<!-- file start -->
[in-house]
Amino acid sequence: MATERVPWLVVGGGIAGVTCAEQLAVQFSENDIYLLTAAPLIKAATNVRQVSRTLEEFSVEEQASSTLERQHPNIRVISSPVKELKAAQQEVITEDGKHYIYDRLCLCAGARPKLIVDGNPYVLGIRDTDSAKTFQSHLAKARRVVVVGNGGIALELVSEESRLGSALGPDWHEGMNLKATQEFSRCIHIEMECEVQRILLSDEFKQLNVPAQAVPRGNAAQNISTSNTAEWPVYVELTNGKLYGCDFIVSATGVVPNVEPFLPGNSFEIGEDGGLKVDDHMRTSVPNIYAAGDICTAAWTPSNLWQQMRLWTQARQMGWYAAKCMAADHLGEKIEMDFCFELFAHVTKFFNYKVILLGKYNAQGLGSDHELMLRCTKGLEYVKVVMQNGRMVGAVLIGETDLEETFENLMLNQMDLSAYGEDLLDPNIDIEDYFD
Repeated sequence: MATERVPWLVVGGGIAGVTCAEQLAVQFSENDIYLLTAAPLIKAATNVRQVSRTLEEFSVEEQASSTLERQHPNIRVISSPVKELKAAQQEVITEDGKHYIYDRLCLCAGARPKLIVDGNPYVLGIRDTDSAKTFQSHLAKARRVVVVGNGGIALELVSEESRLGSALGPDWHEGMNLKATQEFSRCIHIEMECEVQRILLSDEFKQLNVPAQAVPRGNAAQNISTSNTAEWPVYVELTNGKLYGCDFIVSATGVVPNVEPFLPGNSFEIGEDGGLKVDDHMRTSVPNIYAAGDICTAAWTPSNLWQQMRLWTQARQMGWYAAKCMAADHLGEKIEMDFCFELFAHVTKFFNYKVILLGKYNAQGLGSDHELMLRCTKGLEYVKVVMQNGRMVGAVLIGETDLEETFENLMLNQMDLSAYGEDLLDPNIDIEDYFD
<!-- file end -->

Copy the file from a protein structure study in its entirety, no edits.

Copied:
[in-house]
Amino acid sequence: MATERVPWLVVGGGIAGVTCAEQLAVQFSENDIYLLTAAPLIKAATNVRQVSRTLEEFSVEEQASSTLERQHPNIRVISSPVKELKAAQQEVITEDGKHYIYDRLCLCAGARPKLIVDGNPYVLGIRDTDSAKTFQSHLAKARRVVVVGNGGIALELVSEESRLGSALGPDWHEGMNLKATQEFSRCIHIEMECEVQRILLSDEFKQLNVPAQAVPRGNAAQNISTSNTAEWPVYVELTNGKLYGCDFIVSATGVVPNVEPFLPGNSFEIGEDGGLKVDDHMRTSVPNIYAAGDICTAAWTPSNLWQQMRLWTQARQMGWYAAKCMAADHLGEKIEMDFCFELFAHVTKFFNYKVILLGKYNAQGLGSDHELMLRCTKGLEYVKVVMQNGRMVGAVLIGETDLEETFENLMLNQMDLSAYGEDLLDPNIDIEDYFD
Repeated sequence: MATERVPWLVVGGGIAGVTCAEQLAVQFSENDIYLLTAAPLIKAATNVRQVSRTLEEFSVEEQASSTLERQHPNIRVISSPVKELKAAQQEVITEDGKHYIYDRLCLCAGARPKLIVDGNPYVLGIRDTDSAKTFQSHLAKARRVVVVGNGGIALELVSEESRLGSALGPDWHEGMNLKATQEFSRCIHIEMECEVQRILLSDEFKQLNVPAQAVPRGNAAQNISTSNTAEWPVYVELTNGKLYGCDFIVSATGVVPNVEPFLPGNSFEIGEDGGLKVDDHMRTSVPNIYAAGDICTAAWTPSNLWQQMRLWTQARQMGWYAAKCMAADHLGEKIEMDFCFELFAHVTKFFNYKVILLGKYNAQGLGSDHELMLRCTKGLEYVKVVMQNGRMVGAVLIGETDLEETFENLMLNQMDLSAYGEDLLDPNIDIEDYFD